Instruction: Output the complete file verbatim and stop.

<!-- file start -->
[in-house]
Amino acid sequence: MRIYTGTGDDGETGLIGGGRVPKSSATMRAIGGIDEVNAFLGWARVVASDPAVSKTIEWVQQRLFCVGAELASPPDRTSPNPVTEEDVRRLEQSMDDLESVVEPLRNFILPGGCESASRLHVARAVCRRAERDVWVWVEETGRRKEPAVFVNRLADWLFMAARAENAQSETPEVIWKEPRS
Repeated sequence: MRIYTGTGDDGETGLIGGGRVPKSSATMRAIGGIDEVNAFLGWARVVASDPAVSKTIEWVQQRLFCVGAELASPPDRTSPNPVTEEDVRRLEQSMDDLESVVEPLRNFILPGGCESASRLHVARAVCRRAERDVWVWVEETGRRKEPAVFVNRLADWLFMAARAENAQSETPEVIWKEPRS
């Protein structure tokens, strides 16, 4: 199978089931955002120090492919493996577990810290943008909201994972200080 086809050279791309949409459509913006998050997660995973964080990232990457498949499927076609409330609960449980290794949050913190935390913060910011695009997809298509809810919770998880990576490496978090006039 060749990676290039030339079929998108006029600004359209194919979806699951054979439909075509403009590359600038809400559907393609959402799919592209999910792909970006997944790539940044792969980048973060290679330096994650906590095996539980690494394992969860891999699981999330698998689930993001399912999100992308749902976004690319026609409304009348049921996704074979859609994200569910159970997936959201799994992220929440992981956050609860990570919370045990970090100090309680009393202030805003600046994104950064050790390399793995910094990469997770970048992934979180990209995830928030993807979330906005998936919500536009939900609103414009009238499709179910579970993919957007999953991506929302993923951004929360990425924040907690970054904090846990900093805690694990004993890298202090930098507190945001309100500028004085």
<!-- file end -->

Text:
[in-house]
Amino acid sequence: MRIYTGTGDDGETGLIGGGRVPKSSATMRAIGGIDEVNAFLGWARVVASDPAVSKTIEWVQQRLFCVGAELASPPDRTSPNPVTEEDVRRLEQSMDDLESVVEPLRNFILPGGCESASRLHVARAVCRRAERDVWVWVEETGRRKEPAVFVNRLADWLFMAARAENAQSETPEVIWKEPRS
Repeated sequence: MRIYTGTGDDGETGLIGGGRVPKSSATMRAIGGIDEVNAFLGWARVVASDPAVSKTIEWVQQRLFCVGAELASPPDRTSPNPVTEEDVRRLEQSMDDLESVVEPLRNFILPGGCESASRLHVARAVCRRAERDVWVWVEETGRRKEPAVFVNRLADWLFMAARAENAQSETPEVIWKEPRS
């Protein structure tokens, strides 16, 4: 199978089931955002120090492919493996577990810290943008909201994972200080 086809050279791309949409459509913006998050997660995973964080990232990457498949499927076609409330609960449980290794949050913190935390913060910011695009997809298509809810919770998880990576490496978090006039 060749990676290039030339079929998108006029600004359209194919979806699951054979439909075509403009590359600038809400559907393609959402799919592209999910792909970006997944790539940044792969980048973060290679330096994650906590095996539980690494394992969860891999699981999330698998689930993001399912999100992308749902976004690319026609409304009348049921996704074979859609994200569910159970997936959201799994992220929440992981956050609860990570919370045990970090100090309680009393202030805003600046994104950064050790390399793995910094990469997770970048992934979180990209995830928030993807979330906005998936919500536009939900609103414009009238499709179910579970993919957007999953991506929302993923951004929360990425924040907690970054904090846990900093805690694990004993890298202090930098507190945001309100500028004085």